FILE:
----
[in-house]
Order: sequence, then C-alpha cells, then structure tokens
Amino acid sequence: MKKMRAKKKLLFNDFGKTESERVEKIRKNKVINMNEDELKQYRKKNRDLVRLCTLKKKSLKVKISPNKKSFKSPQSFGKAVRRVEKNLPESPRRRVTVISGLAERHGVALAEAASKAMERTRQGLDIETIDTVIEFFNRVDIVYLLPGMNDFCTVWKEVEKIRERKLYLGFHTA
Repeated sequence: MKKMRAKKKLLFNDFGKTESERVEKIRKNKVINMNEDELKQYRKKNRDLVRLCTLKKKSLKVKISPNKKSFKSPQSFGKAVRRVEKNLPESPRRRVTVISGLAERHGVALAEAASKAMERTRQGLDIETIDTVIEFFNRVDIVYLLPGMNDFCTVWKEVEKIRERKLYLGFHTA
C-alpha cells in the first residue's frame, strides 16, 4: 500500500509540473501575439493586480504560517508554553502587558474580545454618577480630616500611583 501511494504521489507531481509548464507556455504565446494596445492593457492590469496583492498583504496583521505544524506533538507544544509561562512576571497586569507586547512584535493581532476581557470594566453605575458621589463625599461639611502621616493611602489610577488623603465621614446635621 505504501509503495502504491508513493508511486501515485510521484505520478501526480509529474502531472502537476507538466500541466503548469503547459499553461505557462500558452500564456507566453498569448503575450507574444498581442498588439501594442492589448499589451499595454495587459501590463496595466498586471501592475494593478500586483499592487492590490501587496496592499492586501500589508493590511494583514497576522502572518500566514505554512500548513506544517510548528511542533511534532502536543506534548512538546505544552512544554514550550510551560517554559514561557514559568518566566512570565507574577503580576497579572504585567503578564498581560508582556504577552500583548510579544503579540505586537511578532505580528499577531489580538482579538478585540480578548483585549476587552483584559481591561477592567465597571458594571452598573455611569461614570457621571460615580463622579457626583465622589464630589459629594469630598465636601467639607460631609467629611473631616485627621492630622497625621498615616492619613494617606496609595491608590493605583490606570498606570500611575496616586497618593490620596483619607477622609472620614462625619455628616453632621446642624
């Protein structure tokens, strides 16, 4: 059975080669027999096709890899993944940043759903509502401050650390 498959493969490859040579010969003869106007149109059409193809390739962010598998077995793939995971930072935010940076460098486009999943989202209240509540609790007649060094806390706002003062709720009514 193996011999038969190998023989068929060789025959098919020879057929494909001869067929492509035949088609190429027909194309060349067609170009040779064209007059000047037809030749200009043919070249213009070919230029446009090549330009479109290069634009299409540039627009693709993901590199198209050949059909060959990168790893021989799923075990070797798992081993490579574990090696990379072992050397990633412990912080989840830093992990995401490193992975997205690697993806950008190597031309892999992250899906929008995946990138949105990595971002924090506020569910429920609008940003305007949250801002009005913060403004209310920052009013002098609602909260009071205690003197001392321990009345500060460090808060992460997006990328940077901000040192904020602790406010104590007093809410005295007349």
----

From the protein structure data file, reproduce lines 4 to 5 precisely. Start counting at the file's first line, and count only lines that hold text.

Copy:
Repeated sequence: MKKMRAKKKLLFNDFGKTESERVEKIRKNKVINMNEDELKQYRKKNRDLVRLCTLKKKSLKVKISPNKKSFKSPQSFGKAVRRVEKNLPESPRRRVTVISGLAERHGVALAEAASKAMERTRQGLDIETIDTVIEFFNRVDIVYLLPGMNDFCTVWKEVEKIRERKLYLGFHTA
C-alpha cells in the first residue's frame, strides 16, 4: 500500500509540473501575439493586480504560517508554553502587558474580545454618577480630616500611583 501511494504521489507531481509548464507556455504565446494596445492593457492590469496583492498583504496583521505544524506533538507544544509561562512576571497586569507586547512584535493581532476581557470594566453605575458621589463625599461639611502621616493611602489610577488623603465621614446635621 505504501509503495502504491508513493508511486501515485510521484505520478501526480509529474502531472502537476507538466500541466503548469503547459499553461505557462500558452500564456507566453498569448503575450507574444498581442498588439501594442492589448499589451499595454495587459501590463496595466498586471501592475494593478500586483499592487492590490501587496496592499492586501500589508493590511494583514497576522502572518500566514505554512500548513506544517510548528511542533511534532502536543506534548512538546505544552512544554514550550510551560517554559514561557514559568518566566512570565507574577503580576497579572504585567503578564498581560508582556504577552500583548510579544503579540505586537511578532505580528499577531489580538482579538478585540480578548483585549476587552483584559481591561477592567465597571458594571452598573455611569461614570457621571460615580463622579457626583465622589464630589459629594469630598465636601467639607460631609467629611473631616485627621492630622497625621498615616492619613494617606496609595491608590493605583490606570498606570500611575496616586497618593490620596483619607477622609472620614462625619455628616453632621446642624